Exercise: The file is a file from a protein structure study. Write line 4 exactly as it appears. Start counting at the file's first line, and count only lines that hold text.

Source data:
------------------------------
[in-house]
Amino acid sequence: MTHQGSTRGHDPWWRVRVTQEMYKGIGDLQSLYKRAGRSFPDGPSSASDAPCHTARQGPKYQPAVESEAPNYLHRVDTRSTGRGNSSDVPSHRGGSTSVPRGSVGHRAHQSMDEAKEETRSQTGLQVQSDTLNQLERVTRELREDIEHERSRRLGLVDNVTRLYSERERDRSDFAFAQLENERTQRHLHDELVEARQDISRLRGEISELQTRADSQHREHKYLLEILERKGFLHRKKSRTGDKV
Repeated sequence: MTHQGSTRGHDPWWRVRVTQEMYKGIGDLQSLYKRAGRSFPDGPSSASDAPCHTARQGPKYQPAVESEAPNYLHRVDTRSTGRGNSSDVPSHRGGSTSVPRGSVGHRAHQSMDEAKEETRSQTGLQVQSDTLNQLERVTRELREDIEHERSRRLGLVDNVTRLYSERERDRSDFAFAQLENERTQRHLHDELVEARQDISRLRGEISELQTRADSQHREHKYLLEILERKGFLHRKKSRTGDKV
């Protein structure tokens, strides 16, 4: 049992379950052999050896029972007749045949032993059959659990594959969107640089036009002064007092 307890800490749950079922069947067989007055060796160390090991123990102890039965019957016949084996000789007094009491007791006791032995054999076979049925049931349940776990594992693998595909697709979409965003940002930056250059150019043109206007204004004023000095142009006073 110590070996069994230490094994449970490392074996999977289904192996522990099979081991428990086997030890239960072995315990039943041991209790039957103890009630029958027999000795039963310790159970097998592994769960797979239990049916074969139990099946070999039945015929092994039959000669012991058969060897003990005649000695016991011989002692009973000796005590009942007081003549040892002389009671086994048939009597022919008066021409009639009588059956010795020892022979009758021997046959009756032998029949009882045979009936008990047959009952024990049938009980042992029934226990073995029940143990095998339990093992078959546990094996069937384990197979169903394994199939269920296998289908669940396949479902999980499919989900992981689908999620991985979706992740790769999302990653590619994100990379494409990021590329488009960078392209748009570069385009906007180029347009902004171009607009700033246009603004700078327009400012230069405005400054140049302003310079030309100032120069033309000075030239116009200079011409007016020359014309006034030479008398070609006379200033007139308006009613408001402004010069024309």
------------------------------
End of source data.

């Protein structure tokens, strides 16, 4: 049992379950052999050896029972007749045949032993059959659990594959969107640089036009002064007092 307890800490749950079922069947067989007055060796160390090991123990102890039965019957016949084996000789007094009491007791006791032995054999076979049925049931349940776990594992693998595909697709979409965003940002930056250059150019043109206007204004004023000095142009006073 110590070996069994230490094994449970490392074996999977289904192996522990099979081991428990086997030890239960072995315990039943041991209790039957103890009630029958027999000795039963310790159970097998592994769960797979239990049916074969139990099946070999039945015929092994039959000669012991058969060897003990005649000695016991011989002692009973000796005590009942007081003549040892002389009671086994048939009597022919008066021409009639009588059956010795020892022979009758021997046959009756032998029949009882045979009936008990047959009952024990049938009980042992029934226990073995029940143990095998339990093992078959546990094996069937384990197979169903394994199939269920296998289908669940396949479902999980499919989900992981689908999620991985979706992740790769999302990653590619994100990379494409990021590329488009960078392209748009570069385009906007180029347009902004171009607009700033246009603004700078327009400012230069405005400054140049302003310079030309100032120069033309000075030239116009200079011409007016020359014309006034030479008398070609006379200033007139308006009613408001402004010069024309």